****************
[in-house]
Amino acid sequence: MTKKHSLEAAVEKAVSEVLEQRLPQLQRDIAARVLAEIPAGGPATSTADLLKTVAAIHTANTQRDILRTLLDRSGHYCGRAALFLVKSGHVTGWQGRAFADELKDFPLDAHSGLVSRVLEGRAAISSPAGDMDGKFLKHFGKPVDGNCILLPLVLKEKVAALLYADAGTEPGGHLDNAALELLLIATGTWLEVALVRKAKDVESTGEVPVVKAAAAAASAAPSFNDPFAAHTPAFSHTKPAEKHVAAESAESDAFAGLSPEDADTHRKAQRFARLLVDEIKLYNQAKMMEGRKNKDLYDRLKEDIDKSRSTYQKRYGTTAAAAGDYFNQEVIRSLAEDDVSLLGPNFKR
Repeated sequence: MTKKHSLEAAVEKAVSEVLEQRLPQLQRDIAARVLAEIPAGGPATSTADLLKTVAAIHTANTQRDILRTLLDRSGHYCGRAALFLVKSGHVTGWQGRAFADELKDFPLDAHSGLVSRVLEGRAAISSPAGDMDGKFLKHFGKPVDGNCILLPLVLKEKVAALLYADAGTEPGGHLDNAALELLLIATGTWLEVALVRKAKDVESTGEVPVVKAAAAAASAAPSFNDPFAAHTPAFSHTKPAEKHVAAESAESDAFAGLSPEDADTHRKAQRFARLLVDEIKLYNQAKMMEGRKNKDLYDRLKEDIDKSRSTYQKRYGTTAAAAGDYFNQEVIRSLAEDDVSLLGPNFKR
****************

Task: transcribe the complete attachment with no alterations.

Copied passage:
[in-house]
Amino acid sequence: MTKKHSLEAAVEKAVSEVLEQRLPQLQRDIAARVLAEIPAGGPATSTADLLKTVAAIHTANTQRDILRTLLDRSGHYCGRAALFLVKSGHVTGWQGRAFADELKDFPLDAHSGLVSRVLEGRAAISSPAGDMDGKFLKHFGKPVDGNCILLPLVLKEKVAALLYADAGTEPGGHLDNAALELLLIATGTWLEVALVRKAKDVESTGEVPVVKAAAAAASAAPSFNDPFAAHTPAFSHTKPAEKHVAAESAESDAFAGLSPEDADTHRKAQRFARLLVDEIKLYNQAKMMEGRKNKDLYDRLKEDIDKSRSTYQKRYGTTAAAAGDYFNQEVIRSLAEDDVSLLGPNFKR
Repeated sequence: MTKKHSLEAAVEKAVSEVLEQRLPQLQRDIAARVLAEIPAGGPATSTADLLKTVAAIHTANTQRDILRTLLDRSGHYCGRAALFLVKSGHVTGWQGRAFADELKDFPLDAHSGLVSRVLEGRAAISSPAGDMDGKFLKHFGKPVDGNCILLPLVLKEKVAALLYADAGTEPGGHLDNAALELLLIATGTWLEVALVRKAKDVESTGEVPVVKAAAAAASAAPSFNDPFAAHTPAFSHTKPAEKHVAAESAESDAFAGLSPEDADTHRKAQRFARLLVDEIKLYNQAKMMEGRKNKDLYDRLKEDIDKSRSTYQKRYGTTAAAAGDYFNQEVIRSLAEDDVSLLGPNFKR